Ahmad bin Ali subsequently promulgated a provisional constitution in April 1970 which declared Qatar an independent Arab Islamic state with the Sharia as its basic law. Khalifa bin Hamad was appointed prime minister in May. The first Council of Ministers was sworn in on 1 January 1970 and seven of its ten members were Al Thani. Khalifa bin Hamad's argument prevailed with regard to the federation proposal.
Qatar declared its independence on 1 September 1971 and became an independent state on 3 September. When Ahmad bin Ali issued the formal announcement from his Swiss villa instead of from his palace in Doha, many Qataris were convinced that it was time for a change in leadership. On 22 February 1972, Khalifa bin Hamad deposed Ahmad bin Ali when he was on a hunting trip in Iran. Khalifa bin Hamad had the tacit support of the Al Thani and Britain and also had the political, financial and military support of Saudi Arabia.
In contrast to his predecessor's policies, Khalifa bin Hamad cut family allowances and increased spending on social programs, including housing, health, education, and pensions. In addition, he filled many top government posts with close relatives. In 1993, Khalifa bin Hamad remained the Emir, but his son, Hamad bin Khalifa, the heir apparent and minister of defense, had taken over much of the day-to-day running of the country. The two consulted with each other on all matters of importance.
In 1991, Qatar played a significant role in the Gulf War, particularly during the Battle of Khafji in which Qatari tanks rolled through the streets of the town and provided fire support for Saudi Arabian National Guard units which were engaging Iraqi Army troops. Qatar allowed coalition troops from Canada to use the country as an airbase to launch aircraft on CAP duty, and also permitted air forces from the United States and France to operate in its territories.
On 27 June 1995, deputy emir Sheikh Hamad bin Khalifa deposed his father Khalifa in a bloodless coup. An unsuccessful counter-coup was staged in 1996. The emir and his father are now reconciled, although some supporters of the counter-coup remain in prison. The emir announced his intention for Qatar to move toward democracy and permitted more liberal press and municipal elections as a precursor to expected parliamentary elections. A new constitution was approved via public referendum in April 2003 and came into effect in June 2005. Economic, social, and democratic reforms occurred in the proceeding years. In 2003, a woman was appointed to the cabinet as minister of education.
Qatar and Bahrain have had disputes over the ownership of Hawar Islands since the mid-20th century. In 2001, the International Court of Justice awarded Bahrain sovereignty over Hawar Islands while allotting Qatar sovereignty over smaller disputed islands and the Zubarah region in mainland Qatar. During the trial, Qatar provided the court with 82 forged documents to substantiate their claims of sovereignty over the territories in question. These claims were withdrawn at a later stage after Bahrain discovered the forgeries.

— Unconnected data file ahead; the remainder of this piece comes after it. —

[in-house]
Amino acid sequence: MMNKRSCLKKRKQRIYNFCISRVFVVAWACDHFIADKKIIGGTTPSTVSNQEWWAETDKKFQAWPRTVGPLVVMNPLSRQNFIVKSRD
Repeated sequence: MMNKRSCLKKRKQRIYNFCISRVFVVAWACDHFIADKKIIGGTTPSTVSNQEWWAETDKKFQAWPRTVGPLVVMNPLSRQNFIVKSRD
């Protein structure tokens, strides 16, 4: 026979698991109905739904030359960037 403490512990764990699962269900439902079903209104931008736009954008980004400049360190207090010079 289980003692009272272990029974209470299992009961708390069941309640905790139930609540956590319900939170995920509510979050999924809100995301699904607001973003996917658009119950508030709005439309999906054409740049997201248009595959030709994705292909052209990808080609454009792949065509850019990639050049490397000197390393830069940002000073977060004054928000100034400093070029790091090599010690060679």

In 2003, Qatar served as the US Central Command headquarters and one of the main launching sites of the invasion of Iraq. In March 2005, a suicide bombing killed a British teacher at the Doha Players Theatre, shocking the country, which had not previously experienced acts of terrorism. The bombing was carried out by Omar Ahmed Abdullah Ali, an Egyptian resident in Qatar who had suspected ties to Al-Qaeda in the Arabian Peninsula. In June 2013, Sheikh Hamad Bin Khalifa stepped down as emir and transferred leadership to his son and heir Sheikh Tamim bin Hamad Al Thani.
Arab Spring (2010–2011)
Qatar played a role in the revolutionary wave of demonstrations, protests and civil wars in the Arab world collectively known as the Arab Spring. Having shifted from its traditional diplomatic role as a mediator, Qatar moved to support several transitional states and upheavals in the Middle East and North Africa.
During the initial months of the Arab Spring, the country's most extensive media network, Al Jazeera, helped mobilize Arab support and shaped the narratives of protests and demonstrations. Qatar sent hundreds of ground troops to support the National Transitional Council during the 2011 Libyan Civil War. The troops were primarily military advisers, and were sometimes labelled as "mercenaries" by the media. Qatar also participated in the aerial campaign alongside several other coalition members.
Qatar has taken a proactive role in the Syrian Civil War, which began in Spring of 2011. In 2012, Qatar announced they would begin arming and bankrolling the opposition. It was further reported that Qatar had funded the Syrian rebellion by "as much as $3 billion" over the first two years of the civil war.